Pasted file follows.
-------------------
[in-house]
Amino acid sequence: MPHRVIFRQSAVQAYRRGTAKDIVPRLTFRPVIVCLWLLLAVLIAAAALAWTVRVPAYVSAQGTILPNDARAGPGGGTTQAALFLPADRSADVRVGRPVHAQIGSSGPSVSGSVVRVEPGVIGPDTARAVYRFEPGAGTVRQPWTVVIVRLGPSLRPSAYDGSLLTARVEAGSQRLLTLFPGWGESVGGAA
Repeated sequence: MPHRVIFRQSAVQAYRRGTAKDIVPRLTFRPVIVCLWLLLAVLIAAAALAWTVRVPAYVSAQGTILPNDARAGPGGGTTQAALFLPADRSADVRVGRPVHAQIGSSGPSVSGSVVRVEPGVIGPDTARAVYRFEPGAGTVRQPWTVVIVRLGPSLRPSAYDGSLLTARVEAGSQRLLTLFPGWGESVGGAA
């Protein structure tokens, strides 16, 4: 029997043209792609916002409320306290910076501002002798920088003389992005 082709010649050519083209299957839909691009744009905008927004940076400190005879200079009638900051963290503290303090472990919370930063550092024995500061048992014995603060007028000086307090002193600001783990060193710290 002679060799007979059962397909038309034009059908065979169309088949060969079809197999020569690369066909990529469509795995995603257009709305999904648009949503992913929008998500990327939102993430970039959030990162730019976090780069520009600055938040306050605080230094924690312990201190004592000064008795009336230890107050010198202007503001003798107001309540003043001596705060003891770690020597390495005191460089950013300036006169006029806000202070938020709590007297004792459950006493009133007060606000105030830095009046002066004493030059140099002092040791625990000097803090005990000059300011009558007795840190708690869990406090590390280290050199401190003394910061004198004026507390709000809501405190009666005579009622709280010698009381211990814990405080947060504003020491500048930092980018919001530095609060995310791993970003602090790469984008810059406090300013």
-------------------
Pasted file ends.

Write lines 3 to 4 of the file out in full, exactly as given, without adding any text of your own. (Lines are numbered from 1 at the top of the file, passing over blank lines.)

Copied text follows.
Repeated sequence: MPHRVIFRQSAVQAYRRGTAKDIVPRLTFRPVIVCLWLLLAVLIAAAALAWTVRVPAYVSAQGTILPNDARAGPGGGTTQAALFLPADRSADVRVGRPVHAQIGSSGPSVSGSVVRVEPGVIGPDTARAVYRFEPGAGTVRQPWTVVIVRLGPSLRPSAYDGSLLTARVEAGSQRLLTLFPGWGESVGGAA
């Protein structure tokens, strides 16, 4: 029997043209792609916002409320306290910076501002002798920088003389992005 082709010649050519083209299957839909691009744009905008927004940076400190005879200079009638900051963290503290303090472990919370930063550092024995500061048992014995603060007028000086307090002193600001783990060193710290 002679060799007979059962397909038309034009059908065979169309088949060969079809197999020569690369066909990529469509795995995603257009709305999904648009949503992913929008998500990327939102993430970039959030990162730019976090780069520009600055938040306050605080230094924690312990201190004592000064008795009336230890107050010198202007503001003798107001309540003043001596705060003891770690020597390495005191460089950013300036006169006029806000202070938020709590007297004792459950006493009133007060606000105030830095009046002066004493030059140099002092040791625990000097803090005990000059300011009558007795840190708690869990406090590390280290050199401190003394910061004198004026507390709000809501405190009666005579009622709280010698009381211990814990405080947060504003020491500048930092980018919001530095609060995310791993970003602090790469984008810059406090300013």